2As thou hast given him power over all flesh, that he should give eternal life to as many as thou hast given him.

3And this is life eternal, that they might know thee the only true God, and Jesus Christ, whom thou hast sent.

The Geneva Study Bible admits what this says:

(b) He calls the Father the only true God (GSB at John 17:3.)

The oldest discovered sermon in Christianity from the 2d century used the words of John 17:1-3 to make the same point:

To the only God invisible, the Father of truth, who sent forth unto us the Savior and prince of immortality, through whom He also made manifest unto us the truth and the heavenly light. To Him be the glory for ever and ever. (Cobern, New Archaelogical Discoveries and their Bearing on the New Testament (1917) at 277.)

However, the Geneva Study Bible (GSB) reads more into John 17:3. The GSB tries to say the "Father, the only true God" does not exclude the Holy Spirit and Jesus as also God independent of the Father being God:

(b) He calls the Father the only true God in order to set him against all false gods, and to include himself and the Holy Spirit, for he immediately joins the knowledge of the Father and the knowledge of himself together, and according to his accustomed manner sets forth the whole Godhead in the person of the Father. So is the Father alone said to be King, immortal, wise, dwelling in light which no man can attain unto, and invisible; Ro 16:27; 1Ti 1:17.

This is just gobbly-gook after the important admission. Nothing like this ("immediately joins knowledge of the father and knowledge of himself together") exists in the passage. Rather, mention of the "only true God" as the "Father" is set apart from Jesus Christ rather than including as God our Lord Jesus (i.e., our master Jesus whom God spoke from heaven twice that we should obey).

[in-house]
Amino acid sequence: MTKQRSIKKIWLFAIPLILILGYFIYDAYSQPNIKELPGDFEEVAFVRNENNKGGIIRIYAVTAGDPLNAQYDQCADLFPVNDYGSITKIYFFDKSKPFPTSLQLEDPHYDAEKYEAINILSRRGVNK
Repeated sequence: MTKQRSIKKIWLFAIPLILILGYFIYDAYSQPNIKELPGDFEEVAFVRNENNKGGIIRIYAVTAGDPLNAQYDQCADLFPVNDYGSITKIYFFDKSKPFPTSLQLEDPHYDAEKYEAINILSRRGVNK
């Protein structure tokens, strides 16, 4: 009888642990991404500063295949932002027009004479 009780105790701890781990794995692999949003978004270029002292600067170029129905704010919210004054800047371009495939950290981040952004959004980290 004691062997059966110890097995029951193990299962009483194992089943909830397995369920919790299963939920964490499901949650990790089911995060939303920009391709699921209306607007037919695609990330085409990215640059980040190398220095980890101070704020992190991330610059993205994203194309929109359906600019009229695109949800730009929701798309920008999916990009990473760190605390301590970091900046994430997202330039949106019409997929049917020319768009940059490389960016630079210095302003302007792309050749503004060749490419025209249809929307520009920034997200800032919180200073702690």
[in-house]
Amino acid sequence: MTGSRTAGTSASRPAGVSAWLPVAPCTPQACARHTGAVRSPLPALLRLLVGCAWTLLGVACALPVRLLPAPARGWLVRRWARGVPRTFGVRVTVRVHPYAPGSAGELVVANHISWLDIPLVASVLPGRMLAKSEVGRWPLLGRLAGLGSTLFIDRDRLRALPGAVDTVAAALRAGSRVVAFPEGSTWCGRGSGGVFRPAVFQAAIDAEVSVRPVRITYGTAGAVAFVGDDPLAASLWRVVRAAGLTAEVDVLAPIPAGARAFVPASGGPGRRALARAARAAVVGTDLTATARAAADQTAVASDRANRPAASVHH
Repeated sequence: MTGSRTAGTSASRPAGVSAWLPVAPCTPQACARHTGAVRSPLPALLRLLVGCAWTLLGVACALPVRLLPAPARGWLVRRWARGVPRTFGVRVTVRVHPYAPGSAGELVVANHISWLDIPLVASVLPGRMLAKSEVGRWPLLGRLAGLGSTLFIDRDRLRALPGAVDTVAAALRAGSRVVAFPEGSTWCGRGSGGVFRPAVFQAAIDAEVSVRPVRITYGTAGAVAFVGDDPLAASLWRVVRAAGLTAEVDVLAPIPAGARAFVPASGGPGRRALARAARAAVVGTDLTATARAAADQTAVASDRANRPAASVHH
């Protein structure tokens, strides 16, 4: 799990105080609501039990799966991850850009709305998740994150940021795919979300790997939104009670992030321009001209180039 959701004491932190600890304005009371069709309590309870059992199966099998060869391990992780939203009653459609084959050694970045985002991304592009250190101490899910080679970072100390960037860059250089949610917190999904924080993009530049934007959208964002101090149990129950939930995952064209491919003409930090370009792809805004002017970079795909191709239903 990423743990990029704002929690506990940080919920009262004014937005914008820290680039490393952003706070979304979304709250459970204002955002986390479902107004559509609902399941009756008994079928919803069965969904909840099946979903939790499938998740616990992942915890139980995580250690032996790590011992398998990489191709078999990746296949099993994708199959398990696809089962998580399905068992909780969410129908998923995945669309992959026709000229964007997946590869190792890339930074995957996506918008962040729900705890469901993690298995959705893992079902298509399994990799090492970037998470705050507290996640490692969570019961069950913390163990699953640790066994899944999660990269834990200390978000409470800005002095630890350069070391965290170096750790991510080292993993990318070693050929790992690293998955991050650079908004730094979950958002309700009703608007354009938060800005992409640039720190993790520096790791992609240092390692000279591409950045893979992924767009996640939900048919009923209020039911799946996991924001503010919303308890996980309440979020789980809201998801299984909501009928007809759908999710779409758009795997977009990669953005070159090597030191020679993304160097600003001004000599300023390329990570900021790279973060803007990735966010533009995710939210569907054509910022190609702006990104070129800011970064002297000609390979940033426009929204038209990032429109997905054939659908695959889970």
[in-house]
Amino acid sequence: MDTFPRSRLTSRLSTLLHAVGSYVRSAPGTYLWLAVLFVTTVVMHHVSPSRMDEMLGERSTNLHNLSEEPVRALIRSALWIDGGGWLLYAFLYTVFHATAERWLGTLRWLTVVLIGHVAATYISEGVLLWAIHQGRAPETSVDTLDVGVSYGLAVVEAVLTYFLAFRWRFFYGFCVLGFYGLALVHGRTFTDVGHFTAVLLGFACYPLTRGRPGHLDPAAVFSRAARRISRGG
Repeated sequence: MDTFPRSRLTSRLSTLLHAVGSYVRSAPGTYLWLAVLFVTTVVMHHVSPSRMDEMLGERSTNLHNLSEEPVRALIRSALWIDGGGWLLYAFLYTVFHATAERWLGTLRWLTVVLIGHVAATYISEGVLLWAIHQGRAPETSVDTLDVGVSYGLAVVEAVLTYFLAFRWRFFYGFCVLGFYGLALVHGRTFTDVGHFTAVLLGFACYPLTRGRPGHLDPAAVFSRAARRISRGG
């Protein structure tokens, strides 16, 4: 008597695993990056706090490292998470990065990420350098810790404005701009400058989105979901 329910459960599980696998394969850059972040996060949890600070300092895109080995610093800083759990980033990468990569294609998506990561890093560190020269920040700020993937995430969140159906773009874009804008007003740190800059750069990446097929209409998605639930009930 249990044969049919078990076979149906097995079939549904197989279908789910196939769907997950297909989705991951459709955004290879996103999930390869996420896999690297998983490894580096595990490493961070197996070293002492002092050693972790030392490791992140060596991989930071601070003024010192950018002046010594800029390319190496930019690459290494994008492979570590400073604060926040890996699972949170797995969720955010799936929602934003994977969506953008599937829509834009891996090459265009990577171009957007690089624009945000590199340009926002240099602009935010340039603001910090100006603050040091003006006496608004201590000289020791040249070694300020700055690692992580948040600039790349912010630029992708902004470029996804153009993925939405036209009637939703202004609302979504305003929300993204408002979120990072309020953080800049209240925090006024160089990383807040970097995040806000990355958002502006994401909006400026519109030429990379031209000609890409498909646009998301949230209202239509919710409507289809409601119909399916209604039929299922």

As one author puts it, "Jesus did not identify himself as the only true God" in this passage. (Patrick Navas, Divine Truth or Human Tradition? (Author House, 2006) at 151.) Navas points out that but for extra-biblical tradition, the Father as "the only true God" would be a "definitional statement" of true Christianity -- "Jesus taught he was sent by the only true God." Id. And in this statement the "only true God" is a reference to a specific being -- the Father, and not a "first person" among three. Navas concludes correctly:

John a presentation of essential Christian doctrine in its purest and fullest and clearest expression--from the very mouth of the Lord and founder of the Christian faith. Id.

Moreover, the words of Jesus do not merely call the Father the "only God" but affirm the Father is "the only true God." This rules out any other than the Father, distinct from the Son or the claimed distinct person of the Holy Spirit.

The correct Christology is that the Father dwelled in Jesus -- in a unique and special way so that whatever Jesus said or did was an exact replication of what the Father was saying or doing. See John 14. See our article "The Correct Christology." This did not make the man Jesus God Himself apart from the Father indwelling Him. Rather, Jesus was Divine as the presence of God (which was in Jesus) was known as "Divinity" or "Shekinah" just as resided at the Temple in Jerusalem. It now resided fully in Jesus, rendering Him Divine.

Consistent with this is the fact the Apostles make numerous references to God using Jesus as a Servant whom God (not simply 'the Father') glorified. These Bible quotes below exclude the later 325 AD and 381 AD notion that Jesus Himself apart from the Father was God. The Apostles spoke thus: